My son asked Dave, “What does aging do to a cheese?”
Dave: “How long do you have?”
The short answer is that aging dries out the cheese and concentrates the flavors. Ages cheeses are typically measured in months, but there are some like Gouda that are profitably aged for years. In fact, we ordered a wedge of 5 year Gouda to take home with us.
I’ve got three or four books on cheese (one volume devoted to just the varieties indigenous to France). For me, they are reference books. I consult them after a run to my local cheese shop. The stories I read about the cheese and its history help enhance my enjoyment of the cheese. Of course, I’ve not taken my study of the cheese to the same level as I have the study of beer, but I should. Just chatting with Dave about cheese impressed on me that there is as much to say about cheese as about beer -- so many varieties, so many flavors. And with the artisan food moment and relocalization of food production we’re seeing a dramatic growth in local artisan cheese production, with several producers here on Long Island.
Craft beer and cheese are no strangers. Every craft beer bar I’ve ever been to offers a cheese plate, typically the cheeses are artisan cheeses selected and purposefully paired with a specific beer. So it makes sense that a good cheese shop will offer equally good beer. The fact that C’est Cheese has eight taps pouring (mostly) craft beer gives me hope for the future good relations of cheese and beer.
Tap & Barrel
I had arrived at Tap & Barrel just a few minutes before Rich Thatcher, long enough to have studied the menu of 52 tap offerings -- well, it was 51 that night. Nothing was on tap #42. I had asked the bartender if the absence of a beer on tap number 42 had any special significance. 42 is just one of those special numbers. Just saying “forty-two” can conjure up whole worlds, universes even, in the imagination. Locked inside that number are the deep mysteries of life, the universe, and everything. To contemplate that number is to seek after the meaning of it all. To penetrate the mystery is to taste the good life. And not having a beer on tap #42 just might be a sign that ultimate meaning is unattainable. Or perhaps, there was a beer on tap #42 and the fact that it couldn’t be named was further evidence of this tap’s role as a gateway to the unknown.
I ordered a pint of Greenport Harbor’s Chinook Red. When Rich arrived, he glanced at the taps and ordered a glass of Spider Bite’s Boris the Spider Russian Imperial Stout. “How is it?” I asked. “Too cold,” he said. “I’ll let it warm up.”
Rich wears a couple of hats in the beer scene. As president of the Long Island Beer and Malt Enthusiasts, a craft beer appreciation and brewing club with over 500 members, he commands an army of drinkers who have helped shape the craft beer culture on Long Island through their patronage of craft beer bars like Tap & Barrel. Rich is also craft beer salesman. He works for one of the Island’s largest beer distributorships and he represents a number of craft brands (such as Avery Brewing Company). So when Rich and I get together, he tells me all about the business side of things, and the games that some distributors play to influence what a beer bar puts on tap for its customers.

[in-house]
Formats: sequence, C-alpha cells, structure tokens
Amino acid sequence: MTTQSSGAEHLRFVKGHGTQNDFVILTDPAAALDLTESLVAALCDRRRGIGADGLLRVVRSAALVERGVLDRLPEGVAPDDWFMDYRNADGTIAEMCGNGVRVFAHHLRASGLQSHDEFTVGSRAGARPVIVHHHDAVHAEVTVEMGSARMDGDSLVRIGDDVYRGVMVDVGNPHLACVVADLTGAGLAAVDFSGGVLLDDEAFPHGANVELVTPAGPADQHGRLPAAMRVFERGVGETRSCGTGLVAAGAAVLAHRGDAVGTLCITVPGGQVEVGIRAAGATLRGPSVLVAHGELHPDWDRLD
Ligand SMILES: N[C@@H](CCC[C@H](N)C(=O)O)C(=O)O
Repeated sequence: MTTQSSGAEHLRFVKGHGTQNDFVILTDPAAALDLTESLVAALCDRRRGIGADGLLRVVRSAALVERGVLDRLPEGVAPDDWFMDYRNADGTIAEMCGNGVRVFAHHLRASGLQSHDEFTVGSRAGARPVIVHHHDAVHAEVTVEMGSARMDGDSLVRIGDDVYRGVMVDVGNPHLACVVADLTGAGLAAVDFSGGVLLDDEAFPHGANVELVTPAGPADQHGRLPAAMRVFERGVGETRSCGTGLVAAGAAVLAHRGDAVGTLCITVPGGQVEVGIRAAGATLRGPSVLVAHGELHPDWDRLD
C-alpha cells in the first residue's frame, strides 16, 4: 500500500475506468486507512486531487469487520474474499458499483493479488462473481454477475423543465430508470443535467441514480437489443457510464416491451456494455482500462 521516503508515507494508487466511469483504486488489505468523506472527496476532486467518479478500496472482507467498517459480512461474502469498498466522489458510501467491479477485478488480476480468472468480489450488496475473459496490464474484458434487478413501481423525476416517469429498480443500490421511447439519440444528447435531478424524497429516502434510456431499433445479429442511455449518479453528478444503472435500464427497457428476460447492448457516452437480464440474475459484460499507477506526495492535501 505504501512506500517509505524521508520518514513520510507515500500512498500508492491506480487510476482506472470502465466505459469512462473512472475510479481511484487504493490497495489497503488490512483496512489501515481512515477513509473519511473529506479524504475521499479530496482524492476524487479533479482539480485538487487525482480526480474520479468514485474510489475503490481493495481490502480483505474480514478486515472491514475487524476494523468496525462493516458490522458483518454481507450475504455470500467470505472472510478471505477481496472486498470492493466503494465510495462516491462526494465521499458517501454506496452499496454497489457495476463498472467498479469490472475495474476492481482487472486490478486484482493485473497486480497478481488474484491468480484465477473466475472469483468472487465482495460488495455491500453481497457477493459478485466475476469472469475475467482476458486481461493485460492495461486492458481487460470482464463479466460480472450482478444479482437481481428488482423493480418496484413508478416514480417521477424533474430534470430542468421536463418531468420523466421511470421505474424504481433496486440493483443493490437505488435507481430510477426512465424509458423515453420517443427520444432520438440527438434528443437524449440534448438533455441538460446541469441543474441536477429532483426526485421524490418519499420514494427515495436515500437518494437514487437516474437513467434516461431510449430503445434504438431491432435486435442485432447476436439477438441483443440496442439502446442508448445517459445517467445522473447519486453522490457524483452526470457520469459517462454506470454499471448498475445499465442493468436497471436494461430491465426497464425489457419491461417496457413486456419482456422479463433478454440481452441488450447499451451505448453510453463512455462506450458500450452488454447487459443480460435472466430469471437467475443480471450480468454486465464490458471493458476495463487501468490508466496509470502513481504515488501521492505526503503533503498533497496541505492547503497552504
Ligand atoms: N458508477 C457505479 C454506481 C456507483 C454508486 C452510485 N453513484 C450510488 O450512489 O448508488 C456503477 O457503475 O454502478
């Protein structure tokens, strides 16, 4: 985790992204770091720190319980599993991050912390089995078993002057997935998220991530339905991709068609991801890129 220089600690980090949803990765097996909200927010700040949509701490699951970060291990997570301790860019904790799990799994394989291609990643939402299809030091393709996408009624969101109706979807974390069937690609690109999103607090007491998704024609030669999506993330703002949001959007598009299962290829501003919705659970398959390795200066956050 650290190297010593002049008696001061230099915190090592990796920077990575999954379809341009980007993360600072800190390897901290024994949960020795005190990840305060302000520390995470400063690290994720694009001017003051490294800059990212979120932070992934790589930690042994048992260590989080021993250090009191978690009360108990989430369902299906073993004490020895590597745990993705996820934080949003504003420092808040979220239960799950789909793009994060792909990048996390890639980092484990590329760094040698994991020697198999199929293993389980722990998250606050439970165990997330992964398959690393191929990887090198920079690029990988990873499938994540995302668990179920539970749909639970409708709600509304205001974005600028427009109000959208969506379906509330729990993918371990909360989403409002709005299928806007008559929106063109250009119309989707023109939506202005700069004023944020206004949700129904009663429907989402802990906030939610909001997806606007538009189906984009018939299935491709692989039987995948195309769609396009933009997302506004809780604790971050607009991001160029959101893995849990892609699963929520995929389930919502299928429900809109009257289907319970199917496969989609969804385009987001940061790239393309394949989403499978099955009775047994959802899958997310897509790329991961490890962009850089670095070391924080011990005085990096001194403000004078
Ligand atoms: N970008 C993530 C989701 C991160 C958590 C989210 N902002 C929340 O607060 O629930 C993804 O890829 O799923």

Even though I’m on a slow track into the beer business (on the beer production side) I will try to hold onto my outsider status as long as possible. The benefit of being an outsider is that my imagination is not inhibited by trivialities such as facts. You see, as someone who is ignorant of the realities of running a craft beer bar (or store or bottle shop) I am free to imagine ideal, beery Utopias where bar owners can put whatever beer on tap that they want.
So it’s a little annoying to me to hear Rich tell me, “No, Donavan, Tony has to deal with these specific distributors and sometimes the beer he wants just won’t make it to him for reasons that have to do with how the system works, or doesn’t work, depending on how you look at it.” Tony is Anthony Celentano, the owner of Tap & Barrel.
Rich already knows about my dream of Long Island becoming the nation’s craft beer Mecca. “I see a future for Long Island where there is peaceful coexistence between hundreds of nanobreweries, all supplying the craft beer bars within twenty miles of the most diverse selection of quality beers available.” In such a dream future, Tony would be able to get any beer style he wants directly from a local brewer. He would be the curator of magnificent collection of locally brewed craft beer.
Despite the limitations of the three-tier distribution system, Tony has done pretty well in selecting a line-up for his 52 taps that balances locally brewed craft beer with the more respected beers available from regional and national craft brewers.
After polishing off the satisfyingly hoppy Red Ale from Greenport Harbor, I wanted something else that was local. “What do you think, Rich?” I asked. “Is Southampton still local?” Rich just gave me a look. “You’re kidding, right?”